Lunch is something you wield single-handed behind the wheel while trying to keep the mayo from splattering on your “good” logowear. It’s a necessity, like charged batteries, lens paper, or formatted SD cards. Lunch is something you slurp from your cup holder, remnants you pluck from your lap, debris you eat off the car seat.

FullSizeRenderLunch is something you hide from the Assignment Desk, lest you be sent chasing happenstance before you order hits the take-out window. It is something you gorge secretly. Shamefully. For no one should ever have to eat the garbage a newsie must swallow on the fly.

So, no. I will not enjoy my Big Mac. I will shove it down my neck without tasting it, and wash it down with a watery soda just as the News Gods intended!

But I gotta say, the plastic Mario figurine will look great on my dashboard.

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Jennifer the Damned — Damned Good

31cdfeaa564824bfc812e1f4a25e9ad0I don’t read stuff like this. The truth is, I would have never have picked up Jennifer the Damned if someone from my church had not asked me to check it out. Holy Crap! Am I glad I did.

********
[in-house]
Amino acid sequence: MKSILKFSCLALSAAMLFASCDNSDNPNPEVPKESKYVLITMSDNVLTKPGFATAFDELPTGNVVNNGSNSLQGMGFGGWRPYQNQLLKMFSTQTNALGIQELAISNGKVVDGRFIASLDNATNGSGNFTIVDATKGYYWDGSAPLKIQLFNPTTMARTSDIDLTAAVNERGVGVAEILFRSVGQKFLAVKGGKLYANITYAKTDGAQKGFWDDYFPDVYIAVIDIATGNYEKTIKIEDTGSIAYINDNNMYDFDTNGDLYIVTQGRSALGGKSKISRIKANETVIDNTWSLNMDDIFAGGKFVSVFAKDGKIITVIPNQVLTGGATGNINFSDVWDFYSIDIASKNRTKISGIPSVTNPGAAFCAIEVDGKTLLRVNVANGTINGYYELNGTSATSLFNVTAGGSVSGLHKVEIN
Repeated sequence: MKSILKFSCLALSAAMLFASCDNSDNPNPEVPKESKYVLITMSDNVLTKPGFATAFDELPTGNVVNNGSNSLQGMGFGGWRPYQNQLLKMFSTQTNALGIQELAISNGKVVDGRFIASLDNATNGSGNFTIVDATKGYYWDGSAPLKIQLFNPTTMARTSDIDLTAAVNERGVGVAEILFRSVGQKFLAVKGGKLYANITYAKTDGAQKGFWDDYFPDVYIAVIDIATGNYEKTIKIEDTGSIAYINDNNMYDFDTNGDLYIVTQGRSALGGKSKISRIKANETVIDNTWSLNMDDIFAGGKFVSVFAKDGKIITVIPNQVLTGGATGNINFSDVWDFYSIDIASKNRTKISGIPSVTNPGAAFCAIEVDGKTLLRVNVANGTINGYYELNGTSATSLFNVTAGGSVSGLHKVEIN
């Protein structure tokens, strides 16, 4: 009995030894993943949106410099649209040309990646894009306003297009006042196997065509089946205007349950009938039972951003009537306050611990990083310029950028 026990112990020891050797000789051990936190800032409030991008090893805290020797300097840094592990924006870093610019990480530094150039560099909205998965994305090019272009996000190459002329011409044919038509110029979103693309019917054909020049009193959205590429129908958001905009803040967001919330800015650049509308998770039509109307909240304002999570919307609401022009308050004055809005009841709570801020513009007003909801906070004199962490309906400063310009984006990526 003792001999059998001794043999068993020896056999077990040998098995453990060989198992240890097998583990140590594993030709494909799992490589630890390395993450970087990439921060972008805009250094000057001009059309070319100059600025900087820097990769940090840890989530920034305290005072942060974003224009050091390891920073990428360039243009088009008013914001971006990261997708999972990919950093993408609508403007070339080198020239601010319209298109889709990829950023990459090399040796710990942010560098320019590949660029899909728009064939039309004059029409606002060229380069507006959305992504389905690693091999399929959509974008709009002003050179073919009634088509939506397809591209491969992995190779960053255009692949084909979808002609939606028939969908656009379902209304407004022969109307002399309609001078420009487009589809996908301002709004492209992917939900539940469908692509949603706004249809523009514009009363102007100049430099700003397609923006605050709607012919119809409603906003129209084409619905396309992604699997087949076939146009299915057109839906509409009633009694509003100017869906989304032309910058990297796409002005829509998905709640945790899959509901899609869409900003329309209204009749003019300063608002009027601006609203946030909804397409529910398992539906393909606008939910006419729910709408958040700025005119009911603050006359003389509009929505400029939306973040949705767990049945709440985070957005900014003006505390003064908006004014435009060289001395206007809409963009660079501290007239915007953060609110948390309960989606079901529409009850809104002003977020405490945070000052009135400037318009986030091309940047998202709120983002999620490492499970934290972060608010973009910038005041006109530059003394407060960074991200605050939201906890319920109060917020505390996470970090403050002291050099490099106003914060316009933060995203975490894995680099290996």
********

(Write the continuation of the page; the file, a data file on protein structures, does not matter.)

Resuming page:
Forget what you know about old-school Dracula and those sparkly, sex-crazed teenage vampires of late. First-time author Karen Ullo is about to set the vampire world on it’s head. Jennifer Carshaw is a sixteen-year-old who has gone to Catholic school all her life. In fact, for the last five years, she’s been raised by nuns in a convent. She’s also been hiding a secret.

She’s a vampire. And when she feels the urge to make her first kill (during math class no less) her world spins out of control.